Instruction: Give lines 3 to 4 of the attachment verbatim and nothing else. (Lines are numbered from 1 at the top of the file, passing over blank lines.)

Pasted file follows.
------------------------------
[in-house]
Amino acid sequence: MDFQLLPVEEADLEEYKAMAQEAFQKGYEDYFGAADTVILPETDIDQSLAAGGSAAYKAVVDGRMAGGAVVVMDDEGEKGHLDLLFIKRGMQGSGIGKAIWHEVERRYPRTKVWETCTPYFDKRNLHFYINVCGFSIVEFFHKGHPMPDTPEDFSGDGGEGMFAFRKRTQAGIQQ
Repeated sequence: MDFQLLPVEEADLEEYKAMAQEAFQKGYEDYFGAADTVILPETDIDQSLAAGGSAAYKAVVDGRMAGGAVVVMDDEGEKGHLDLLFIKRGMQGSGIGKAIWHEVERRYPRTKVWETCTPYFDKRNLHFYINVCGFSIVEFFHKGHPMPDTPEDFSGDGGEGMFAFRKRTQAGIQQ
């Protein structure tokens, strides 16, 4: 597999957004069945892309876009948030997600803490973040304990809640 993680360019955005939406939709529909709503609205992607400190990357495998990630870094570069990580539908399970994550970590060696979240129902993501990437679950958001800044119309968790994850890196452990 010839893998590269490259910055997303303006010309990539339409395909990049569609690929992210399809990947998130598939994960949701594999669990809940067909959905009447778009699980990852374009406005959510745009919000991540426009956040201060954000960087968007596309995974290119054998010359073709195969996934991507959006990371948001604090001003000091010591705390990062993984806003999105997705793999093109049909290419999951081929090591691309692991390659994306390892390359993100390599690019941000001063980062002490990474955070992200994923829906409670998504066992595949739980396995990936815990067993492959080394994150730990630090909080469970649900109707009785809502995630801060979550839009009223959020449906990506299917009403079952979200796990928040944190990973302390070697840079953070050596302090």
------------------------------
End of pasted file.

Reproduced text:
Repeated sequence: MDFQLLPVEEADLEEYKAMAQEAFQKGYEDYFGAADTVILPETDIDQSLAAGGSAAYKAVVDGRMAGGAVVVMDDEGEKGHLDLLFIKRGMQGSGIGKAIWHEVERRYPRTKVWETCTPYFDKRNLHFYINVCGFSIVEFFHKGHPMPDTPEDFSGDGGEGMFAFRKRTQAGIQQ
């Protein structure tokens, strides 16, 4: 597999957004069945892309876009948030997600803490973040304990809640 993680360019955005939406939709529909709503609205992607400190990357495998990630870094570069990580539908399970994550970590060696979240129902993501990437679950958001800044119309968790994850890196452990 010839893998590269490259910055997303303006010309990539339409395909990049569609690929992210399809990947998130598939994960949701594999669990809940067909959905009447778009699980990852374009406005959510745009919000991540426009956040201060954000960087968007596309995974290119054998010359073709195969996934991507959006990371948001604090001003000091010591705390990062993984806003999105997705793999093109049909290419999951081929090591691309692991390659994306390892390359993100390599690019941000001063980062002490990474955070992200994923829906409670998504066992595949739980396995990936815990067993492959080394994150730990630090909080469970649900109707009785809502995630801060979550839009009223959020449906990506299917009403079952979200796990928040944190990973302390070697840079953070050596302090």